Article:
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Air Chamber to Barrel Ratio?

Post questions and info about pneumatic (compressed gas) powered cannons here. This includes discussion about valves, pipe types, compressors, alternate gas setups, and anything else relevant.
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Air Chamber to Barrel Ratio?

Unread postAuthor: nubematic0 » Fri Oct 01, 2010 10:43 pm

I have everything I need to build a pneumatic launcher with a 2 inch wide chamber and a .5 inch wide barrel. I want to make it as light and wieldy as possible so I was wondering if anyone knows of an optimum air chamber volume to barrel size ratios. I am worried about making the chamber either over or undersized. I will post picks when it's finished in the next day or so, thanks.
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Unread postAuthor: jackssmirkingrevenge » Fri Oct 01, 2010 10:48 pm

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Unread postAuthor: BeaverRat » Fri Oct 01, 2010 11:50 pm

I normally design the cannon based on either the performance I want, or the barrel length. If you want it to be wieldy but still powerful, I would recommend a barrel length of roughly 40 inches. Now for the chamber, that depends entirely on what you want. At pressures of a bike pump or air compressor, bigger is almost allways better, but it comes with diminishing returns. Just remmember that if you are hand pumping, bigger takes longer/more effort to pump up to pressure. You will allways get more power by increasing pressure vs increasing chamber size if you are close to a 1:1 C:B ratio. Set the barrel length to what you want, and start plugging in numbers on GGDT.

Read this:

http://www.spudfiles.com/forums/still-d ... 21244.html
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Unread postAuthor: nubematic0 » Sat Oct 02, 2010 6:42 pm

Thanks a bunch, I can't believe there is a program for that too bad I have a mac and will have to use a friend's computer though.
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Unread postAuthor: whoa044 » Sat Oct 02, 2010 10:42 pm

It all depends on how small the projectile is, and how heavy it is.

An optimal barrel is probably more than 1:2, since optimal length is a lot further than 1:1.5, especially with hybrids.
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Unread postAuthor: Technician1002 » Sun Oct 03, 2010 12:43 am

If you look at the acceleration of projectiles in air cannons when you get GGDT up, you will find most of the speed is reached in the early part of the launch. A shorter barrel up to a point cuts performance a small amount. Try to keep the barrel longer than 3 feet for most air cannons. Larger chambers and larger diameter barrels at higher pressure do better with longer barrels.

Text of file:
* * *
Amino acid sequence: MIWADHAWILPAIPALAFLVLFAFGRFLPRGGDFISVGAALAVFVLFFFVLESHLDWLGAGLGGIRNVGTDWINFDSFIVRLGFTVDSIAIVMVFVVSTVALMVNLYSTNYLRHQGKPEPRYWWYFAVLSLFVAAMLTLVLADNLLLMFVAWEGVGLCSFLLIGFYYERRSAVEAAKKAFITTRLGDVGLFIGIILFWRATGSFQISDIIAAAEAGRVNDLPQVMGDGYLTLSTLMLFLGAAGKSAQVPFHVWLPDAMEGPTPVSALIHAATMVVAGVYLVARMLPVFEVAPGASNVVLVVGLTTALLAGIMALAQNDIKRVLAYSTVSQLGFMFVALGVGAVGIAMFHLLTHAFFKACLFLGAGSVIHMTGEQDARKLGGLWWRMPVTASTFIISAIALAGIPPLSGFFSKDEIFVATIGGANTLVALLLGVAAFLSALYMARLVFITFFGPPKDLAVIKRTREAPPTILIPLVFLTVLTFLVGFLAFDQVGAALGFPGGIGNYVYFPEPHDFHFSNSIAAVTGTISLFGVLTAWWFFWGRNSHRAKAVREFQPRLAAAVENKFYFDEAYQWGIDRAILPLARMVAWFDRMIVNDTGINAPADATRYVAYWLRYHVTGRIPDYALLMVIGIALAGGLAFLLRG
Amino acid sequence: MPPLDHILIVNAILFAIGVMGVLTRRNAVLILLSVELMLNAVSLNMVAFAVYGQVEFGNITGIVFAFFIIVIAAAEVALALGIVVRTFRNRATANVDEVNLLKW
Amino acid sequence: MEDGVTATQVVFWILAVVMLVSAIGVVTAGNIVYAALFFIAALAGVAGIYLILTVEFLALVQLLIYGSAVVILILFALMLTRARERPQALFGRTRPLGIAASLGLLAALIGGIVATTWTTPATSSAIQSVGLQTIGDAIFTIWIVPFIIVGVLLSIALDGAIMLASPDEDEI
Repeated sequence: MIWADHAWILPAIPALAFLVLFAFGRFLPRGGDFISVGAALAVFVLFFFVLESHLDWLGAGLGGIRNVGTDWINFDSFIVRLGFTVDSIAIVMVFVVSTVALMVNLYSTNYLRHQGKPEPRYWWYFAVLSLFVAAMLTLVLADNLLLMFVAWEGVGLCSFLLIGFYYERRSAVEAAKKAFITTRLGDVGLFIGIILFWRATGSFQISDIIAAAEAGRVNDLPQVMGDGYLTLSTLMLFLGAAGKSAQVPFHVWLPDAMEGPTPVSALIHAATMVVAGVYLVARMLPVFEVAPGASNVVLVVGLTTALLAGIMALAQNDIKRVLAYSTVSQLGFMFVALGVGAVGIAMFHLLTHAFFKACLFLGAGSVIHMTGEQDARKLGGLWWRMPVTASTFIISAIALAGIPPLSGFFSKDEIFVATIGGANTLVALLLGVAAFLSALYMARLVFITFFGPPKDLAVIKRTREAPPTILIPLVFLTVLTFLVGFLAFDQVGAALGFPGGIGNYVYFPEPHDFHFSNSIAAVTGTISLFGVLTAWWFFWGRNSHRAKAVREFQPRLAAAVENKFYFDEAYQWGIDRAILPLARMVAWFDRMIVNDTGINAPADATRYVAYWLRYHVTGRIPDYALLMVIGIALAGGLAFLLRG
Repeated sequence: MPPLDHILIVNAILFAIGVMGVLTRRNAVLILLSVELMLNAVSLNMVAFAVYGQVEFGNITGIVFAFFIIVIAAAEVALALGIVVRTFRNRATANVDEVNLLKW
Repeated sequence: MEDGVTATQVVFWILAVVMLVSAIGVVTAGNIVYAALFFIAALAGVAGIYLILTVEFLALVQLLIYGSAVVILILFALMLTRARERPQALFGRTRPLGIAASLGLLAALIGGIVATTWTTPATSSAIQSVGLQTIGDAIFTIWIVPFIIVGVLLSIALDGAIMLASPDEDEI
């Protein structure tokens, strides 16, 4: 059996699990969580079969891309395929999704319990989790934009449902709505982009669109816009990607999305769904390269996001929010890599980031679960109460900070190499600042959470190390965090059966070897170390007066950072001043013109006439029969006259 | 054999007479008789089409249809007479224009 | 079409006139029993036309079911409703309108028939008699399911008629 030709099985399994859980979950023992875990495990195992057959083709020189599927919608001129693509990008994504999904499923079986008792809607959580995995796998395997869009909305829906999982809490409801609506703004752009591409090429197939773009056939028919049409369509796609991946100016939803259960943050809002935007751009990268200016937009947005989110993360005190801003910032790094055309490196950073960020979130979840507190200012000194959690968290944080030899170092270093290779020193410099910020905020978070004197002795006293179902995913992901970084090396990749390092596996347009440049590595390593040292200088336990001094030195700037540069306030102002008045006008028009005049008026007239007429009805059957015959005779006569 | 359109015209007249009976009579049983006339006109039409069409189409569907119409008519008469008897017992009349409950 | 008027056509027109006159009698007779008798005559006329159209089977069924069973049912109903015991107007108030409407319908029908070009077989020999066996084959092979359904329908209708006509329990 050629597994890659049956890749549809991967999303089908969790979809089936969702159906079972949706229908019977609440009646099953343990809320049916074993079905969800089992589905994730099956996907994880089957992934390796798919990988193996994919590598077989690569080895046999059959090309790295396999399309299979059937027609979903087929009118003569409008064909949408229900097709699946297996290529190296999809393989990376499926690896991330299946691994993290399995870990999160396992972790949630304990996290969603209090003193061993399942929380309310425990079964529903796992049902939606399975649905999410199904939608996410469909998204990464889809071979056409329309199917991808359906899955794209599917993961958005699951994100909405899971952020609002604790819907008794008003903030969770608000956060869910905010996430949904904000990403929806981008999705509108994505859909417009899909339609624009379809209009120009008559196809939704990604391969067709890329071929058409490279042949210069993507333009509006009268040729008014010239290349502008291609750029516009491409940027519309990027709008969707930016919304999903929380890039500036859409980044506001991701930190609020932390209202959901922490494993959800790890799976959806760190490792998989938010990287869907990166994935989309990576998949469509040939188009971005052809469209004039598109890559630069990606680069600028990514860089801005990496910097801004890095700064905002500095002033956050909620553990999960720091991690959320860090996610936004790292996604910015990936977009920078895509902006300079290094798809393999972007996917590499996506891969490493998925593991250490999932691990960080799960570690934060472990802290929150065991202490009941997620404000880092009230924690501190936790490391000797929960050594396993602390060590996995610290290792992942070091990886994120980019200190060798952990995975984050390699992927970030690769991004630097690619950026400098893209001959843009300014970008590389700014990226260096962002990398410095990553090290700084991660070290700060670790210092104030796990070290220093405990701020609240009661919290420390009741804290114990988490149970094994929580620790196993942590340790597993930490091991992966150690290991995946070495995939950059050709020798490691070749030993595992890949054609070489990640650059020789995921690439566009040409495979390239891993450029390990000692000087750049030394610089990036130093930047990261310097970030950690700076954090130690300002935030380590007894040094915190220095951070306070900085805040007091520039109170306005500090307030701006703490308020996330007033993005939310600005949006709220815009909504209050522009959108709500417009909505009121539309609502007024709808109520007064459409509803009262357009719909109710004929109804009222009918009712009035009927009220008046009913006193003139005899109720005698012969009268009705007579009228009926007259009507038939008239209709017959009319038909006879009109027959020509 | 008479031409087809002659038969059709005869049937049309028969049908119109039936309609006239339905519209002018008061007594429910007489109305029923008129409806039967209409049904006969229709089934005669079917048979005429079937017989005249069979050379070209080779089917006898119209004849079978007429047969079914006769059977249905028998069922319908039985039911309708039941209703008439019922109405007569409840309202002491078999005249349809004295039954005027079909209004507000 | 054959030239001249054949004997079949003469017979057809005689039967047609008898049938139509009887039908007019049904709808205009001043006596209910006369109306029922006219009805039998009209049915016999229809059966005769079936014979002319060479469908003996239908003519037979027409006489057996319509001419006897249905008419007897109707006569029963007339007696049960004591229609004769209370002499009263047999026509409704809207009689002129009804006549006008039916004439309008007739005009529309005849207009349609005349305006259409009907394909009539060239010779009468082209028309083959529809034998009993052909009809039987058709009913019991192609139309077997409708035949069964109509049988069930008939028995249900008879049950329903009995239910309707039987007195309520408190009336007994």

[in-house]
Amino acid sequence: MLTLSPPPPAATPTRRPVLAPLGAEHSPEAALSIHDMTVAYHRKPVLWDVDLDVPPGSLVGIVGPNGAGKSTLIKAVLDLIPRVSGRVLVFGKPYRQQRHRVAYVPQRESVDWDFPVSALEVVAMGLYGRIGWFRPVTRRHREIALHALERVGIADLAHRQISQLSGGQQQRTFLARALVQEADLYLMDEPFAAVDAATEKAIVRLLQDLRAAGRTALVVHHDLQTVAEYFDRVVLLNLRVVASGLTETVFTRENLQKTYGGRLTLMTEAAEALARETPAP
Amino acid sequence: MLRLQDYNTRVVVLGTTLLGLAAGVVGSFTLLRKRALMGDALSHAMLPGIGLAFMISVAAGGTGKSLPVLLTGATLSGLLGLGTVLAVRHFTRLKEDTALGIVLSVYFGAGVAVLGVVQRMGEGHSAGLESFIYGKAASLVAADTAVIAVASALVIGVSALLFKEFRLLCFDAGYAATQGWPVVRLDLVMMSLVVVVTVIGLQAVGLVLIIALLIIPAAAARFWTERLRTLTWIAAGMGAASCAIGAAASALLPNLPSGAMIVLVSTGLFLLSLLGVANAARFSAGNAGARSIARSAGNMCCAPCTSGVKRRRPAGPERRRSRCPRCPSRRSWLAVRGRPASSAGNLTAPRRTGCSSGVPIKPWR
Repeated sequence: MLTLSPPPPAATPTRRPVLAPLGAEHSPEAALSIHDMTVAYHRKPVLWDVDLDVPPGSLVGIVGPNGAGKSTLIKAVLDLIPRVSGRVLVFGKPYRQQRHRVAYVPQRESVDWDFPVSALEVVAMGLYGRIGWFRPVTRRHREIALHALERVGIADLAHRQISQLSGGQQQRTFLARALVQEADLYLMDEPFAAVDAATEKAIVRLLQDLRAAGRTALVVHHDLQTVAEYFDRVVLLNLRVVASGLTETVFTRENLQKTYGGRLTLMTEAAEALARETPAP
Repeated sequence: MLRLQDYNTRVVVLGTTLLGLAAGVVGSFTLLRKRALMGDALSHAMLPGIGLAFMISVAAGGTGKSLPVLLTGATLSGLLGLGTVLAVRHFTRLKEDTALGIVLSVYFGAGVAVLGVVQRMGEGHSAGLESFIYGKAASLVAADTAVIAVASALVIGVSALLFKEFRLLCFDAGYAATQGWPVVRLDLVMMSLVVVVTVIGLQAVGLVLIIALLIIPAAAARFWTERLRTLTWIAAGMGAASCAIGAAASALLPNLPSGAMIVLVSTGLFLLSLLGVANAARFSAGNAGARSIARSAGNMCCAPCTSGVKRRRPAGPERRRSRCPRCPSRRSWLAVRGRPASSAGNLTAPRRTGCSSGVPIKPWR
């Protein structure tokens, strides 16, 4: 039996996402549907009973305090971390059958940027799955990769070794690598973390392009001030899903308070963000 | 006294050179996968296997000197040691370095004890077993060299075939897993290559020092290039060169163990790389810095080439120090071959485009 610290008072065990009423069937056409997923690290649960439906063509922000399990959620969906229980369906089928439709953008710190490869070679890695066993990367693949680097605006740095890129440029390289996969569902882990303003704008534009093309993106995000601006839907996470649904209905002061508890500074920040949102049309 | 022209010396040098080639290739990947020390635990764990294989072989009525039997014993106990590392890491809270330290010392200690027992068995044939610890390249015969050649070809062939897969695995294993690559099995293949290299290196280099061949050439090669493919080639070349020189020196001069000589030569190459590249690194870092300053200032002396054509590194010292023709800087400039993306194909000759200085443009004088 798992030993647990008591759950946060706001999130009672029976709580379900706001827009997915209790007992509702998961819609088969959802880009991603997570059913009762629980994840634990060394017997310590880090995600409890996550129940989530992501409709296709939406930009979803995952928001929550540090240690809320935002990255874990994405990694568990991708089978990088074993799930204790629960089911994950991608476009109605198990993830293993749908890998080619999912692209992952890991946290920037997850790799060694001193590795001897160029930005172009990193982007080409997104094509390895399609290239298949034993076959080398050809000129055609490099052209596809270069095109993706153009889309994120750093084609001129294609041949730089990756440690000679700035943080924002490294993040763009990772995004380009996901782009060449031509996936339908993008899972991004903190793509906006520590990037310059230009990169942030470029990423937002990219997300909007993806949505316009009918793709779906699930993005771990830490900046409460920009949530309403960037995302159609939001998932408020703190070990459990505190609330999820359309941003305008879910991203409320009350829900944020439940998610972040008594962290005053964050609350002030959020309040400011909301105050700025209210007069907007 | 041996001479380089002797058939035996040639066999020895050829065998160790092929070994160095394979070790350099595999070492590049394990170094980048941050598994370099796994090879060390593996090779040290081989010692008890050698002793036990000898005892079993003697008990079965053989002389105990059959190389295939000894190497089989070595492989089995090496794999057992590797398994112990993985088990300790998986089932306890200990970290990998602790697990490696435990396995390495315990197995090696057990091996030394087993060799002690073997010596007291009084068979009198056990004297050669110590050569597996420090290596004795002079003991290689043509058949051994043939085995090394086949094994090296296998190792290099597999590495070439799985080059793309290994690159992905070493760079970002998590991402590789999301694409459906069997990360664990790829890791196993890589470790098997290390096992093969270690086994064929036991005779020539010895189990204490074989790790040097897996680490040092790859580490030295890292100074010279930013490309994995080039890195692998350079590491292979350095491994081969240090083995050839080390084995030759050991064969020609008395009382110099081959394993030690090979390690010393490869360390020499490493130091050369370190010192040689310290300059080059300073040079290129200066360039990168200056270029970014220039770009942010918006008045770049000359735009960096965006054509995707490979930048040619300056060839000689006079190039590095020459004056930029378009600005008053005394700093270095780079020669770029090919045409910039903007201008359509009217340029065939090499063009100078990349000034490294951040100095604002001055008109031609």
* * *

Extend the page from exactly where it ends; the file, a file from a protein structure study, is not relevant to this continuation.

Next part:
Small barrels such as airsoft, do fine with short barrels due to the maximum flow a given pressure will provide.
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Unread postAuthor: jackssmirkingrevenge » Sun Oct 03, 2010 12:55 am

I made this back in 2001 when chamber size was made on a whim, it has a C:B ratio of 27,941:1 :roll: which worked, of course, but was not very efficient and a chore to pump. Today I know better, you can get much more power with a smaller chamber and higher pressure, I recommend reading through the thread BeaverRat linked to ;)
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Unread postAuthor: Easter Egg » Sat Oct 23, 2010 8:46 am

If you plan using it at 100psi or something like that, 1:1 will be fine. If you use higher pressures than that then you can go with a chamber that is smaller than the barrel. If you dont mind the extra pumping you can go with bigger chambers but i just have a bike pump...
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Unread postAuthor: Technician1002 » Sat Oct 23, 2010 10:44 am

The valve and it's ability for air flow plays a large part of the barrel size. This can be more important than the chamber size for larger size chambers.

This guy built a cannon with a 2 inch barrel and 17 gallon chamber. Using his measurements and mine, my ABS cannon out flows his cannon and has higher muzzle velocity. I was exceeding his range even though he used more than 100 PSI and I used less.

http://www.flickr.com/photos/crazybuilders/2846434642/

Hmm.. His video seems to be offline at the moment.
http://www.crazybuilders.com/item.php?id=000007&type=project_section

Edit, I located the page where he covers problems with flow restrictions. Look down the page to Flow Restrictions.
http://www.crazybuilders.com/item.php?id=000002&type=project_section
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